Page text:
United States: Patent Case Summaries | Week ending January 7, 2022
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A weekly summary of previous patent-related opinions issued by the Court of Appeals for the Federal Circuit and designated previous or informative opinions by the Patent Trial and Appeal Board.
Novartis Pharmaceuticals Corp. vs. Accord Healthcare, Inc., et al., no. 2021-1070 (Fed. Cir. (D. Del.) 3 January 2022). Opinion by O’Malley, joined by Linn. Dissenting Opinion of Moore.
Novartis markets a 0.5 mg daily dose of fingolimod hydrochloride under the brand name Gilenya, a drug used to treat relapsing-remitting multiple sclerosis (RRMS). Novartis holds a patent claiming methods of treating RRMS with fingolimod or a salt of fingolimod, such as fingolimod hydrochloride, at a daily dose of 0.5 mg without an immediately preceding loading dose. The patent claims priority over a 2006 UK patent application.
HEC has filed an Abbreviated New Drug Application (ANDA) requesting approval of a generic version of Gilenya. Novartis then filed a lawsuit, alleging that HEC’s ANDA infringes the patent. After a trial en banc, the district court found infringement and declared the patent claims not invalid for insufficient written description or anticipation. HEC appealed.
On appeal, HEC argued that the patent claims were invalid because the 2006 priority application lacked an adequate written description of the daily dose limit of 0.5 mg and the negative “no loading dose” limitation. required by the claims. The Federal Circuit disagreed and upheld, ruling that the claims had adequate written descriptive support in the priority application.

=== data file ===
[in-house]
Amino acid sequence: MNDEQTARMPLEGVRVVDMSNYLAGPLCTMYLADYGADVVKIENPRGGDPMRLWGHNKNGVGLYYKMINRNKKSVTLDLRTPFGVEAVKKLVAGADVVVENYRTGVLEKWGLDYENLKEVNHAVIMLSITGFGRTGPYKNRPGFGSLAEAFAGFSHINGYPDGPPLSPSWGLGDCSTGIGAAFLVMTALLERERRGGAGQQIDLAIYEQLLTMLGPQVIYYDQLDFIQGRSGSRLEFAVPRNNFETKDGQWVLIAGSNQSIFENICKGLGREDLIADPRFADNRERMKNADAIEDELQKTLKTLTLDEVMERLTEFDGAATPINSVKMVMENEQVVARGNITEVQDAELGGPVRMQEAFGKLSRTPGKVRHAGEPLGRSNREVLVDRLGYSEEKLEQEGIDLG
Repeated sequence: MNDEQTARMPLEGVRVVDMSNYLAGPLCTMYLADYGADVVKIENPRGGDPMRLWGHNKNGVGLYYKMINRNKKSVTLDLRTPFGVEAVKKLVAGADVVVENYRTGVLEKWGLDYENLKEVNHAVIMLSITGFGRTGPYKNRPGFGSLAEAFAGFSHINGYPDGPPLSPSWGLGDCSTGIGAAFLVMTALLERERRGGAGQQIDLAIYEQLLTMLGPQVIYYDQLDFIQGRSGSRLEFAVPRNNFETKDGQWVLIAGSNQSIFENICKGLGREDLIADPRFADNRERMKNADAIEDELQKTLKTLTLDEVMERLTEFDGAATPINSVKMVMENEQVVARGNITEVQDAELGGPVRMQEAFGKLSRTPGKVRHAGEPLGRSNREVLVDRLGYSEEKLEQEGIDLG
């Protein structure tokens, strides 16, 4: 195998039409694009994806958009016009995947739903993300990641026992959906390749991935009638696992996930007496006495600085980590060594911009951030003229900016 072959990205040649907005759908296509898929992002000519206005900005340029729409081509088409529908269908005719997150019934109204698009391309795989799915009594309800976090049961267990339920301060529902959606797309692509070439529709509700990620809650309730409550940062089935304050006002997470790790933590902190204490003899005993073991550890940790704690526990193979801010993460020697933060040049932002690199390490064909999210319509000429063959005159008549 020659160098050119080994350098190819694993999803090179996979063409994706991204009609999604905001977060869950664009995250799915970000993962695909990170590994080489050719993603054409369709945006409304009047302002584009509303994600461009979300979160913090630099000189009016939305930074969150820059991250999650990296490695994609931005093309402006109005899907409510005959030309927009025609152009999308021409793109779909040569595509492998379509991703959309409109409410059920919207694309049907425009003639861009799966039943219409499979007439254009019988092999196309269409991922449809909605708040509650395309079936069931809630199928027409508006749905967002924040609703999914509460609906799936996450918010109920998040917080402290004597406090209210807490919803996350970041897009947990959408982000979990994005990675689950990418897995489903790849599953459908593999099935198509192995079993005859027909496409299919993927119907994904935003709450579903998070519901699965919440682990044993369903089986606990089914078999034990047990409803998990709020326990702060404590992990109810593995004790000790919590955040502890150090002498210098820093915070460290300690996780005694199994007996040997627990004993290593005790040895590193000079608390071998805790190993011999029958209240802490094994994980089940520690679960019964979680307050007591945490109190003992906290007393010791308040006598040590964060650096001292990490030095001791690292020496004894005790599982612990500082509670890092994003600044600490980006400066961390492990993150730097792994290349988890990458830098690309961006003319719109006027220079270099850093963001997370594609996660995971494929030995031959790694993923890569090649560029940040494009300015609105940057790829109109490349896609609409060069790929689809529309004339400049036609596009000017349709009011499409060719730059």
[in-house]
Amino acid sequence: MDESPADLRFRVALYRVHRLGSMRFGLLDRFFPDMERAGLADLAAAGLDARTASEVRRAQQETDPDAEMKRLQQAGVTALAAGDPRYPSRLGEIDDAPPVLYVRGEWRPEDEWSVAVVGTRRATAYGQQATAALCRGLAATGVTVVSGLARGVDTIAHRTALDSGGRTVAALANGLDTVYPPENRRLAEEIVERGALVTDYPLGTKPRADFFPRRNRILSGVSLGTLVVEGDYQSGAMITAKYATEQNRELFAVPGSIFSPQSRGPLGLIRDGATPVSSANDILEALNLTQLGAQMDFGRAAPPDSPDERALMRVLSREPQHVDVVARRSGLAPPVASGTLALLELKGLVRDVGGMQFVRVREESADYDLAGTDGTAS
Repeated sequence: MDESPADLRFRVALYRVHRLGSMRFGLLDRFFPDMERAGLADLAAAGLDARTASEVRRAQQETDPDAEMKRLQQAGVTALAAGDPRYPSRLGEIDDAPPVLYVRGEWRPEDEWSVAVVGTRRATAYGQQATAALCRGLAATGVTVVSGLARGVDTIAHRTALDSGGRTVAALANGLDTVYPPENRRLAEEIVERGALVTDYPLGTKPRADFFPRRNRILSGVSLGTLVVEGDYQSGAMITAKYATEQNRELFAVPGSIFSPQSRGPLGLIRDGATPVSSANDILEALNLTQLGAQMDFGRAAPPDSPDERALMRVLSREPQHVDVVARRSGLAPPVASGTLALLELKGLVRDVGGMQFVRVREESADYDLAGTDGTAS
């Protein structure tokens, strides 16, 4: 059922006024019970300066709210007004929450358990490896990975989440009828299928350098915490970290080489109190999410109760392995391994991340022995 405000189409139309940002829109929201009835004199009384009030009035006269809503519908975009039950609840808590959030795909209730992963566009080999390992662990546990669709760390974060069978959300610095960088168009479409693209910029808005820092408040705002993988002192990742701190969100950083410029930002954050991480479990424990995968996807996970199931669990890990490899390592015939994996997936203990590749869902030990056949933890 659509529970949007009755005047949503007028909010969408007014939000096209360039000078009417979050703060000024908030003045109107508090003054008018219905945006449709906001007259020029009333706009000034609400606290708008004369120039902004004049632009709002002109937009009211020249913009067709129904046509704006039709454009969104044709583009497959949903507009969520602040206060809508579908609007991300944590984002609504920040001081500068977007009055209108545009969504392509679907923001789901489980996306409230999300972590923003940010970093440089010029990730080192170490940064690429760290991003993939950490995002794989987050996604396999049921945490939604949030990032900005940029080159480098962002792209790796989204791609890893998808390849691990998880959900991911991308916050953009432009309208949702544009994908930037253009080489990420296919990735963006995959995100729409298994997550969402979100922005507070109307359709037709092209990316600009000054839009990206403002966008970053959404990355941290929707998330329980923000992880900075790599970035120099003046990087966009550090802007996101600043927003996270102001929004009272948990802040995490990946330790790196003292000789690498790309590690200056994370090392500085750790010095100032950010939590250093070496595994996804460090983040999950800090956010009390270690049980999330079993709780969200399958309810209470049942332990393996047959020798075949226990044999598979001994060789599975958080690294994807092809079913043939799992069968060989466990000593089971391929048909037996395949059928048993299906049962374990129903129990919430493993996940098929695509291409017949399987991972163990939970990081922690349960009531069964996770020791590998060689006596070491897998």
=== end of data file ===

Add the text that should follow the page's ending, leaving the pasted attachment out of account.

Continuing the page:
Regarding the dosage limitation, the Federal Circuit responded to HEC’s argument “that no one, including the inventors, knew that a dose of 0.5 mg/day would be effective as of the date of priority”. The court rejected this argument for two reasons. First, “efficacy is not a requirement of the claims”, as the claims “require only the administration of a dose of 0.5 mg/day for, among others, for treatment purposes.” Second, an experiment described in the application provided evidence “that the inventors knew that a 60% lower dose would be effective.”
With respect to negative limitation without loading dose, the Federal Circuit explained that “it is well established that there is no ‘new and strengthened standard for negative claim limitation’.” The court rejected HEC’s argument that “silence alone cannot serve as a basis for” a negative limitation. The Federal Circuit explained that, “as with all other limitations, the negative limitation here must be accompanied by an original disclosure that forward to a normally qualified person that the inventor was in possession of the claimed invention.” The district court in that case had “properly and fairly carefully” analyzed the specification from the perspective of a person of ordinary skill in the art, and the Federal Circuit discerned “no manifest error in the court’s analysis or conclusions.”
Justice Moore disagreed with the negative loading dose limitation, explaining that “silence is not disclosure”. Judge Moore pointed out that the written description “is silent, oddly silent” about a loading dose. In his opinion, “it was necessary to discuss loading doses to show that the inventors in fact invented this method of treatment which is not only ambivalent, but expressly excludes a loading dose. It is not a increased written description requirement; it is simply a written description requirement.”
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